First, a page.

The Dow ended the day almost flat, which brings its weekly decrease to 2.77 percent. The S&P 500 ended the day up 0.01 percent, which is more or less flat. Even with the afternoon reprieve, this is the seventh weekly loss for the broad index, the most because 2001.
After an appealing start to morning trading, the significant stock indexes turned dramatically unfavorable Friday with the S&P 500 tumbling into bearishness area and the Dow Jones Industrial Average setting up for the longest streak of weekly losses given that the Great Depression.And then stocks reversed again, to end the day mainly flat.
The Dow ended the day nearly flat, which brings its weekly decrease to 2.77 percent. This was eighth successive weekly loss for the index. That is the longest losing streak because 1932.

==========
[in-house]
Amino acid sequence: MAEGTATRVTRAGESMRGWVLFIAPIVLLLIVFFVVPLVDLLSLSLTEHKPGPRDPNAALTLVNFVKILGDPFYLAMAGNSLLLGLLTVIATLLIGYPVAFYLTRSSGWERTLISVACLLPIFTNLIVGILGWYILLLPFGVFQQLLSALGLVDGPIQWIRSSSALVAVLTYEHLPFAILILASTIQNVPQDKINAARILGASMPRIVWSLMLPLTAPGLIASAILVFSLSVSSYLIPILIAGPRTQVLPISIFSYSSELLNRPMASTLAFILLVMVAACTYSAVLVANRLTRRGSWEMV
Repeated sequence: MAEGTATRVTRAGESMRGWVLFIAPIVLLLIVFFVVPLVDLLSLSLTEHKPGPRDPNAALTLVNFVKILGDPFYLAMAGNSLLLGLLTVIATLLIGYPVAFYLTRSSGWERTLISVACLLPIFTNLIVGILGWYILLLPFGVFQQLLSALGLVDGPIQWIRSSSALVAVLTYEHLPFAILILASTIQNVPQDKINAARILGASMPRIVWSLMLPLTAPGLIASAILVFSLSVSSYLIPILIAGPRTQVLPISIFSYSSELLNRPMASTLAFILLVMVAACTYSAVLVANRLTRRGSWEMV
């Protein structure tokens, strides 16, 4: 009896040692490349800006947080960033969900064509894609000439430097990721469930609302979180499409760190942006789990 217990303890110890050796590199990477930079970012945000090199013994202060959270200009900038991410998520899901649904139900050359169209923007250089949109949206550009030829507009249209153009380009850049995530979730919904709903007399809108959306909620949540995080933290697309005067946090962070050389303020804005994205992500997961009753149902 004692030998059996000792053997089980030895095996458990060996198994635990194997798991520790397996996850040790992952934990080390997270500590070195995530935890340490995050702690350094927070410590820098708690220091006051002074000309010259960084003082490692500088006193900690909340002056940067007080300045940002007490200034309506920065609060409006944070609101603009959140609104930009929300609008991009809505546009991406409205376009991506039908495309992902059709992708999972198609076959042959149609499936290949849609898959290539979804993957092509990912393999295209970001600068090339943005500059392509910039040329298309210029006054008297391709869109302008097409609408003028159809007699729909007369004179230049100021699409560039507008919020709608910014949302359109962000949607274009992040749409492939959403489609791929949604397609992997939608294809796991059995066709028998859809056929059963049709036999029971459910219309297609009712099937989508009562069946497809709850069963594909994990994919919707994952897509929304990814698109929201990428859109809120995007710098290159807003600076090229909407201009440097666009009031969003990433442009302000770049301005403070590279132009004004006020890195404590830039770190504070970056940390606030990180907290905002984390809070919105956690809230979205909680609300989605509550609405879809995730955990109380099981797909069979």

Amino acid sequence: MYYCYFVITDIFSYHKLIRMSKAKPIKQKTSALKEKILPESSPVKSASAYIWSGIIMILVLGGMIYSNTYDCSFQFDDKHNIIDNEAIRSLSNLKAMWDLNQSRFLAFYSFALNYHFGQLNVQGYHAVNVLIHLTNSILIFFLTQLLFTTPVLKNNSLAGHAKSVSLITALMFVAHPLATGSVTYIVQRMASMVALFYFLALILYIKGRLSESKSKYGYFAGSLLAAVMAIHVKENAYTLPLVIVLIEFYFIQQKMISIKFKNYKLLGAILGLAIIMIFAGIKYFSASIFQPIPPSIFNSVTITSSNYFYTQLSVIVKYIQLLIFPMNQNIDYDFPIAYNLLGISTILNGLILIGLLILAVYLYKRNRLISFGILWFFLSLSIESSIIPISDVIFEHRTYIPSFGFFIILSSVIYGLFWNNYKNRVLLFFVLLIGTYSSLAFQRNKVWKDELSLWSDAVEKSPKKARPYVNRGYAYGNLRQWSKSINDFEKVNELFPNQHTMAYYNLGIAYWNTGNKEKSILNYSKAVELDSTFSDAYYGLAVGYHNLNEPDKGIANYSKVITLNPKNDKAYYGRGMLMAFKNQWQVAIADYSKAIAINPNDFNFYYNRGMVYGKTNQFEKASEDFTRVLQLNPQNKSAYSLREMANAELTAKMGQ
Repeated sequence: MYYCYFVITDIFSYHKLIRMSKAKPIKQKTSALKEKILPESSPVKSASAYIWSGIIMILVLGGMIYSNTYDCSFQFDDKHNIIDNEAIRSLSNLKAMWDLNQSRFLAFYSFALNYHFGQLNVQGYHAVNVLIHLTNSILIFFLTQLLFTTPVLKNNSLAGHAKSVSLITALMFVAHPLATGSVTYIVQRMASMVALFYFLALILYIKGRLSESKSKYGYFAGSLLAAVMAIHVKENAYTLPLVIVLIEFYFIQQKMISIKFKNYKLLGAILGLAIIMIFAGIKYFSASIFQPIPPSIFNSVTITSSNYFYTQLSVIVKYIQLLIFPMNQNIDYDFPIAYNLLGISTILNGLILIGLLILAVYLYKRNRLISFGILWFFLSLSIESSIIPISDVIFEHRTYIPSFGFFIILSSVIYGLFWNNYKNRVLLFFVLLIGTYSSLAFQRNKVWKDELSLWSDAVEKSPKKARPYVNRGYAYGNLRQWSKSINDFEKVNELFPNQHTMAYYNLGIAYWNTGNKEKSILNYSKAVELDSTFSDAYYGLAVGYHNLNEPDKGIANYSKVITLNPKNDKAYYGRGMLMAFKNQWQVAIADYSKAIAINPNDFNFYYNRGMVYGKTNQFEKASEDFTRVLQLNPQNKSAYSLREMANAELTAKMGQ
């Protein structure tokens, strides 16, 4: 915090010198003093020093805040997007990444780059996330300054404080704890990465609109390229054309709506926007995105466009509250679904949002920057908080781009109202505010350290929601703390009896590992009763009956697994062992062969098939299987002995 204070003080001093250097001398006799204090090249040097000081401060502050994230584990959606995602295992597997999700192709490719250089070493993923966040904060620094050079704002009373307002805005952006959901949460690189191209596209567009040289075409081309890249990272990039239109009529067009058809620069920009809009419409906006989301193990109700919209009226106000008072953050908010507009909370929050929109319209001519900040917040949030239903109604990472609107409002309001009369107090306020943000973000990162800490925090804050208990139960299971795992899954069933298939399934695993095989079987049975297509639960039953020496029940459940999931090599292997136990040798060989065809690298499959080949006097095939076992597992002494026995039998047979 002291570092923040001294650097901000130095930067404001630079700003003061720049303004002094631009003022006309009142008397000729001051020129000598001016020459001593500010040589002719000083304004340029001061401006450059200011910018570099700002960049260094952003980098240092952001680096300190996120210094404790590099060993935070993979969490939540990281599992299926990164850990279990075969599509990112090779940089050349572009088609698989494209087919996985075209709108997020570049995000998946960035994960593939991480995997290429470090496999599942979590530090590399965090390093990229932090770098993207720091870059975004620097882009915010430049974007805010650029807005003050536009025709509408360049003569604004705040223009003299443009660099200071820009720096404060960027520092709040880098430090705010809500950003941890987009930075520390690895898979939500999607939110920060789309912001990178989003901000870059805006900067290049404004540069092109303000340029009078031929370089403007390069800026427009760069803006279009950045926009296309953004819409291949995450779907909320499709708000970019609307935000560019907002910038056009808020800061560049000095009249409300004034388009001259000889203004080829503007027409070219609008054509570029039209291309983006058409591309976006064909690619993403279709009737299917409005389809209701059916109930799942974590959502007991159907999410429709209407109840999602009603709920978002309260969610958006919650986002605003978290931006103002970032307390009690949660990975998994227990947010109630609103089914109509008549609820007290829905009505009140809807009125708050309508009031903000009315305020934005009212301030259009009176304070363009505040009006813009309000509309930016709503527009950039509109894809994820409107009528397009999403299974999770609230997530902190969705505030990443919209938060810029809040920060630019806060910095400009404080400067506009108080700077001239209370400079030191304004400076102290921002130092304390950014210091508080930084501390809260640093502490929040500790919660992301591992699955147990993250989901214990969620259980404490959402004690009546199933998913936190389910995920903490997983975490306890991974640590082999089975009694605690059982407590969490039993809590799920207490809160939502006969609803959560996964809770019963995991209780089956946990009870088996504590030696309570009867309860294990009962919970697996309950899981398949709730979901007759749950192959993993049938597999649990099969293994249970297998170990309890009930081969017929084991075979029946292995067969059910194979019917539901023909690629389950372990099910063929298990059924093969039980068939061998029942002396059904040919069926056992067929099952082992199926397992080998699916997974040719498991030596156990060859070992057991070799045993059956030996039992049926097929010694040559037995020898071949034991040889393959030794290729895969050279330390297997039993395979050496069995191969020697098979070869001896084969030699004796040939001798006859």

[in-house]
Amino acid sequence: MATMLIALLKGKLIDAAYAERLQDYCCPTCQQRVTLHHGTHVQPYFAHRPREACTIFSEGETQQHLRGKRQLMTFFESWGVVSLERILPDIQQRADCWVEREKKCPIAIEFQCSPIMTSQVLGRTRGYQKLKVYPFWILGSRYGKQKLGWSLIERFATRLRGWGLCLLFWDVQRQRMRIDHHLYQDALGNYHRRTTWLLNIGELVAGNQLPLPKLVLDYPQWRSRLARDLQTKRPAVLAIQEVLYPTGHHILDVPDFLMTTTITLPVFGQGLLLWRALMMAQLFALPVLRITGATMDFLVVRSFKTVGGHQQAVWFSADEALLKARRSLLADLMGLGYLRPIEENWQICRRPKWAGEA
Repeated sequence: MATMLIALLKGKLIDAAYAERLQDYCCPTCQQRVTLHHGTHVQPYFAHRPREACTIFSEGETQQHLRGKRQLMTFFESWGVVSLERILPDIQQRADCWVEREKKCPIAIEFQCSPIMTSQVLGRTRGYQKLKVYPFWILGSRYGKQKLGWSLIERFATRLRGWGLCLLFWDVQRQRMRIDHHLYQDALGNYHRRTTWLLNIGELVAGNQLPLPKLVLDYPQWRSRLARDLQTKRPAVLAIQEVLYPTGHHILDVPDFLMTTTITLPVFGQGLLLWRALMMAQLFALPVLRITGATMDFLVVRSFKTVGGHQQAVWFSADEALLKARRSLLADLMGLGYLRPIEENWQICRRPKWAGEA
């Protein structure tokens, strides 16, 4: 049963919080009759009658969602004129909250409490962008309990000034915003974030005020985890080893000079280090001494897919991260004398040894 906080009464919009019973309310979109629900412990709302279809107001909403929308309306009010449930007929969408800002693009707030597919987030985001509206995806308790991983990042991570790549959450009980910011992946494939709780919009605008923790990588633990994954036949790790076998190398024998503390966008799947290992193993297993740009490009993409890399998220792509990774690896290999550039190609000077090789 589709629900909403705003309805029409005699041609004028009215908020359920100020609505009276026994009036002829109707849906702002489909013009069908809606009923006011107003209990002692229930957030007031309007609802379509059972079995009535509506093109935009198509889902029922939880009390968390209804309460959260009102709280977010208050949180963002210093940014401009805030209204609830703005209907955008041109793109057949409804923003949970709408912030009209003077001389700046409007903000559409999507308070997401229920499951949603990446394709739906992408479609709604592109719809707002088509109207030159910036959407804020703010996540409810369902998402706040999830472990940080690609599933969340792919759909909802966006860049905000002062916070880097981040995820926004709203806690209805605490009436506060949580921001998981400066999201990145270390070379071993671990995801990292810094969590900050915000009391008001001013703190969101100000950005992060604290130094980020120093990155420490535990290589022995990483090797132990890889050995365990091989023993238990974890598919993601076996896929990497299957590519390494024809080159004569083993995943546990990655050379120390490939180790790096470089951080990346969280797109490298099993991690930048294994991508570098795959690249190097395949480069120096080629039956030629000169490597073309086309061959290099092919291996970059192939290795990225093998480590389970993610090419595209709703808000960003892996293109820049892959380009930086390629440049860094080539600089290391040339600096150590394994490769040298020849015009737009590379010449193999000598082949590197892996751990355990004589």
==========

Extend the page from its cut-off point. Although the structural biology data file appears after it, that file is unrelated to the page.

The S&P 500 ended the day up 0.01 percent, which is basically flat. Even with the afternoon reprieve, this is the seventh weekly loss for the broad index, the most because 2001. For breif time today, the S&P was down 20 percent from recent highs, the official marker for a bearishness. The afternoon rally pulled it back into favorable area and above the bear-line.
Five of the eleven sectors of the S&P were up. The worst carrying out sector was consumer discretionary stocks, down 3.73 percent.
The Nasdaq Composite fell 0.3 percent.
Bond yields, which move in the opposite direction of bond costs, were down, indicating that financiers were paying more for the security of U.S. federal government securities. The yield on the 10-year Treasury bond fell 0.076 points to 2.788 percent.
Financiers are scared by the unfavorable effect inflation has had on the profits of major sellers like Walmart and Target and the prospect that the Feds interest rate hikes might fall the economy into an economic crisis. The threat of stagflation– low growth with high inflation– is looming larger in the minds of numerous financiers.
This material was originally released here.